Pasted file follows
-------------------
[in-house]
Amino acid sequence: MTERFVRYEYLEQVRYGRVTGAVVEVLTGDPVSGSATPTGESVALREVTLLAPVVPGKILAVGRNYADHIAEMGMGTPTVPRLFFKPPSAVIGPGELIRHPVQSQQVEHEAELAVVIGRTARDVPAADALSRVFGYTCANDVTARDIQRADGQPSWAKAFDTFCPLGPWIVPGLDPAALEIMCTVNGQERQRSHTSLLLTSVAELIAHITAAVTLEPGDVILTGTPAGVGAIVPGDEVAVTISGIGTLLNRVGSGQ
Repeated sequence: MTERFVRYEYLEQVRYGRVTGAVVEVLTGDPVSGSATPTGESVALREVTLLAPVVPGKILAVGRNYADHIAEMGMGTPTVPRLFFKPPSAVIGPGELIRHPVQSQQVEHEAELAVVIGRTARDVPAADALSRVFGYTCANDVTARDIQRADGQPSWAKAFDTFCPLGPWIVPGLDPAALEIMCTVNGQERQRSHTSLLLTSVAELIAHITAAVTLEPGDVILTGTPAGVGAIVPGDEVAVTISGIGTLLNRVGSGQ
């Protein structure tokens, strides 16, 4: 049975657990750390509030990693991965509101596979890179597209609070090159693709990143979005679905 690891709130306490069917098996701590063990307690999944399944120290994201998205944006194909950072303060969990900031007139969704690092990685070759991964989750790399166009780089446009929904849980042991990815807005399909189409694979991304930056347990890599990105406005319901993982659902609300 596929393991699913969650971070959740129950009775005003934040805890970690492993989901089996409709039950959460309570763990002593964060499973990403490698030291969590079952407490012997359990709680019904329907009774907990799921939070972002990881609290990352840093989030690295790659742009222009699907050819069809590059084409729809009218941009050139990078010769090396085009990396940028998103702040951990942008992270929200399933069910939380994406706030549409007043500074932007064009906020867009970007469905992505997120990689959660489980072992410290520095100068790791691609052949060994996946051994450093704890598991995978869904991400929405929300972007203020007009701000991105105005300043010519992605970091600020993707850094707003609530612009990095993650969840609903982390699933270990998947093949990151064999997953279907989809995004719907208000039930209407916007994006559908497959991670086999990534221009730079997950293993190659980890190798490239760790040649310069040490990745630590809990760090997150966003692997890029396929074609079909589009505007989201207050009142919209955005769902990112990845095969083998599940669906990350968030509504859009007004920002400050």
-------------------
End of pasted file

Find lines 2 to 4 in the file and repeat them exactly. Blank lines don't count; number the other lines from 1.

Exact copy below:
Amino acid sequence: MTERFVRYEYLEQVRYGRVTGAVVEVLTGDPVSGSATPTGESVALREVTLLAPVVPGKILAVGRNYADHIAEMGMGTPTVPRLFFKPPSAVIGPGELIRHPVQSQQVEHEAELAVVIGRTARDVPAADALSRVFGYTCANDVTARDIQRADGQPSWAKAFDTFCPLGPWIVPGLDPAALEIMCTVNGQERQRSHTSLLLTSVAELIAHITAAVTLEPGDVILTGTPAGVGAIVPGDEVAVTISGIGTLLNRVGSGQ
Repeated sequence: MTERFVRYEYLEQVRYGRVTGAVVEVLTGDPVSGSATPTGESVALREVTLLAPVVPGKILAVGRNYADHIAEMGMGTPTVPRLFFKPPSAVIGPGELIRHPVQSQQVEHEAELAVVIGRTARDVPAADALSRVFGYTCANDVTARDIQRADGQPSWAKAFDTFCPLGPWIVPGLDPAALEIMCTVNGQERQRSHTSLLLTSVAELIAHITAAVTLEPGDVILTGTPAGVGAIVPGDEVAVTISGIGTLLNRVGSGQ
């Protein structure tokens, strides 16, 4: 049975657990750390509030990693991965509101596979890179597209609070090159693709990143979005679905 690891709130306490069917098996701590063990307690999944399944120290994201998205944006194909950072303060969990900031007139969704690092990685070759991964989750790399166009780089446009929904849980042991990815807005399909189409694979991304930056347990890599990105406005319901993982659902609300 596929393991699913969650971070959740129950009775005003934040805890970690492993989901089996409709039950959460309570763990002593964060499973990403490698030291969590079952407490012997359990709680019904329907009774907990799921939070972002990881609290990352840093989030690295790659742009222009699907050819069809590059084409729809009218941009050139990078010769090396085009990396940028998103702040951990942008992270929200399933069910939380994406706030549409007043500074932007064009906020867009970007469905992505997120990689959660489980072992410290520095100068790791691609052949060994996946051994450093704890598991995978869904991400929405929300972007203020007009701000991105105005300043010519992605970091600020993707850094707003609530612009990095993650969840609903982390699933270990998947093949990151064999997953279907989809995004719907208000039930209407916007994006559908497959991670086999990534221009730079997950293993190659980890190798490239760790040649310069040490990745630590809990760090997150966003692997890029396929074609079909589009505007989201207050009142919209955005769902990112990845095969083998599940669906990350968030509504859009007004920002400050």